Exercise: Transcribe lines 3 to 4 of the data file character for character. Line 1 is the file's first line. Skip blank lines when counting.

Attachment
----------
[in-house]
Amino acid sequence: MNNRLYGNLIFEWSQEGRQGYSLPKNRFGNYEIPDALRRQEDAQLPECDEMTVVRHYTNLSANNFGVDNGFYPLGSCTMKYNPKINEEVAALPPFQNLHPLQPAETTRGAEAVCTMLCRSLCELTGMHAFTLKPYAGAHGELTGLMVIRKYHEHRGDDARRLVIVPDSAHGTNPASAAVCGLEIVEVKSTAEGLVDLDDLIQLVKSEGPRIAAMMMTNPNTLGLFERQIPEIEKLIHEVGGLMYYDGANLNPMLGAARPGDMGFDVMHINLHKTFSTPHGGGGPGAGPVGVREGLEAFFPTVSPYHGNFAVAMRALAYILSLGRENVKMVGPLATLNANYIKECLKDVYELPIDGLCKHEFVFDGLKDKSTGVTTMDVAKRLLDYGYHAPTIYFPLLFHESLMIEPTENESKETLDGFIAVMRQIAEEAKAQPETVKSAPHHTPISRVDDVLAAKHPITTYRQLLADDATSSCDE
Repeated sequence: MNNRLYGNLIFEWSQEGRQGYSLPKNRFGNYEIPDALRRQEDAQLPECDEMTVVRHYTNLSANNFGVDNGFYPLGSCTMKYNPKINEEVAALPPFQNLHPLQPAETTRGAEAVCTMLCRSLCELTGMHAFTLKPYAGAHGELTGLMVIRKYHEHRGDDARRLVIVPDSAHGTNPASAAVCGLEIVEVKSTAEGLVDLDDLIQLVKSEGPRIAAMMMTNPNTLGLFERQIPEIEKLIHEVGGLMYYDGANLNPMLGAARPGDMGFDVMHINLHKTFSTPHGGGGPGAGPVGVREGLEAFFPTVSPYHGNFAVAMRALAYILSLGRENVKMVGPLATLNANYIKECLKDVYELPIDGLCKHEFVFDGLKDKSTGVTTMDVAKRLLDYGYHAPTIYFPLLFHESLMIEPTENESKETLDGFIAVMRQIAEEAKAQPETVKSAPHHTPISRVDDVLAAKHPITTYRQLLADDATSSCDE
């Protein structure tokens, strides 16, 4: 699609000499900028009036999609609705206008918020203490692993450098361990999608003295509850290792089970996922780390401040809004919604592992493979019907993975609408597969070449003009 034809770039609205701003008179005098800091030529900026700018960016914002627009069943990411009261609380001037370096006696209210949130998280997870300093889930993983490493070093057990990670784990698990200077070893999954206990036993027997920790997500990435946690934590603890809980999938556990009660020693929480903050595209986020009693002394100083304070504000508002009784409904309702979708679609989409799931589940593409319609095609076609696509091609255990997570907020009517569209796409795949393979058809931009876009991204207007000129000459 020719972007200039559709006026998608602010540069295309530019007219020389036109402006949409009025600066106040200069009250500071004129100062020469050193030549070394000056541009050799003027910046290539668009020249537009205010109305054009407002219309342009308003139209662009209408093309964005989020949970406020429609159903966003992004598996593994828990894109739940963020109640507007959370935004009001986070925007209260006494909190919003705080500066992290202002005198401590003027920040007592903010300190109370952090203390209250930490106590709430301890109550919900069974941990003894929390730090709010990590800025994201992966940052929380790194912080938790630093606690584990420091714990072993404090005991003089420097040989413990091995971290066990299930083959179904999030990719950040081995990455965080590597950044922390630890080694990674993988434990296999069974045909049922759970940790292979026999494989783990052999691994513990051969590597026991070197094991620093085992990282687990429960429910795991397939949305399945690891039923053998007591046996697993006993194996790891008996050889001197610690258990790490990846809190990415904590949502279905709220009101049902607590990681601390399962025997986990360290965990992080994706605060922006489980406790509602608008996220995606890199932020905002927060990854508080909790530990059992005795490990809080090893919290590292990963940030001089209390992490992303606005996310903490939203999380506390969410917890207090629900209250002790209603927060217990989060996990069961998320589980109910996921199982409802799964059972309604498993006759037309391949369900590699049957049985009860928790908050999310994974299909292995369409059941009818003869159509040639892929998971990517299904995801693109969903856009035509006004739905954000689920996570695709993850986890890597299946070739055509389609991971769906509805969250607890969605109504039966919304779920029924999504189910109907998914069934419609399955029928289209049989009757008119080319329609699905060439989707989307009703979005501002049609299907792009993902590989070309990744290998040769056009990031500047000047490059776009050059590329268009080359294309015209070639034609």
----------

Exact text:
Repeated sequence: MNNRLYGNLIFEWSQEGRQGYSLPKNRFGNYEIPDALRRQEDAQLPECDEMTVVRHYTNLSANNFGVDNGFYPLGSCTMKYNPKINEEVAALPPFQNLHPLQPAETTRGAEAVCTMLCRSLCELTGMHAFTLKPYAGAHGELTGLMVIRKYHEHRGDDARRLVIVPDSAHGTNPASAAVCGLEIVEVKSTAEGLVDLDDLIQLVKSEGPRIAAMMMTNPNTLGLFERQIPEIEKLIHEVGGLMYYDGANLNPMLGAARPGDMGFDVMHINLHKTFSTPHGGGGPGAGPVGVREGLEAFFPTVSPYHGNFAVAMRALAYILSLGRENVKMVGPLATLNANYIKECLKDVYELPIDGLCKHEFVFDGLKDKSTGVTTMDVAKRLLDYGYHAPTIYFPLLFHESLMIEPTENESKETLDGFIAVMRQIAEEAKAQPETVKSAPHHTPISRVDDVLAAKHPITTYRQLLADDATSSCDE
């Protein structure tokens, strides 16, 4: 699609000499900028009036999609609705206008918020203490692993450098361990999608003295509850290792089970996922780390401040809004919604592992493979019907993975609408597969070449003009 034809770039609205701003008179005098800091030529900026700018960016914002627009069943990411009261609380001037370096006696209210949130998280997870300093889930993983490493070093057990990670784990698990200077070893999954206990036993027997920790997500990435946690934590603890809980999938556990009660020693929480903050595209986020009693002394100083304070504000508002009784409904309702979708679609989409799931589940593409319609095609076609696509091609255990997570907020009517569209796409795949393979058809931009876009991204207007000129000459 020719972007200039559709006026998608602010540069295309530019007219020389036109402006949409009025600066106040200069009250500071004129100062020469050193030549070394000056541009050799003027910046290539668009020249537009205010109305054009407002219309342009308003139209662009209408093309964005989020949970406020429609159903966003992004598996593994828990894109739940963020109640507007959370935004009001986070925007209260006494909190919003705080500066992290202002005198401590003027920040007592903010300190109370952090203390209250930490106590709430301890109550919900069974941990003894929390730090709010990590800025994201992966940052929380790194912080938790630093606690584990420091714990072993404090005991003089420097040989413990091995971290066990299930083959179904999030990719950040081995990455965080590597950044922390630890080694990674993988434990296999069974045909049922759970940790292979026999494989783990052999691994513990051969590597026991070197094991620093085992990282687990429960429910795991397939949305399945690891039923053998007591046996697993006993194996790891008996050889001197610690258990790490990846809190990415904590949502279905709220009101049902607590990681601390399962025997986990360290965990992080994706605060922006489980406790509602608008996220995606890199932020905002927060990854508080909790530990059992005795490990809080090893919290590292990963940030001089209390992490992303606005996310903490939203999380506390969410917890207090629900209250002790209603927060217990989060996990069961998320589980109910996921199982409802799964059972309604498993006759037309391949369900590699049957049985009860928790908050999310994974299909292995369409059941009818003869159509040639892929998971990517299904995801693109969903856009035509006004739905954000689920996570695709993850986890890597299946070739055509389609991971769906509805969250607890969605109504039966919304779920029924999504189910109907998914069934419609399955029928289209049989009757008119080319329609699905060439989707989307009703979005501002049609299907792009993902590989070309990744290998040769056009990031500047000047490059776009050059590329268009080359294309015209070639034609």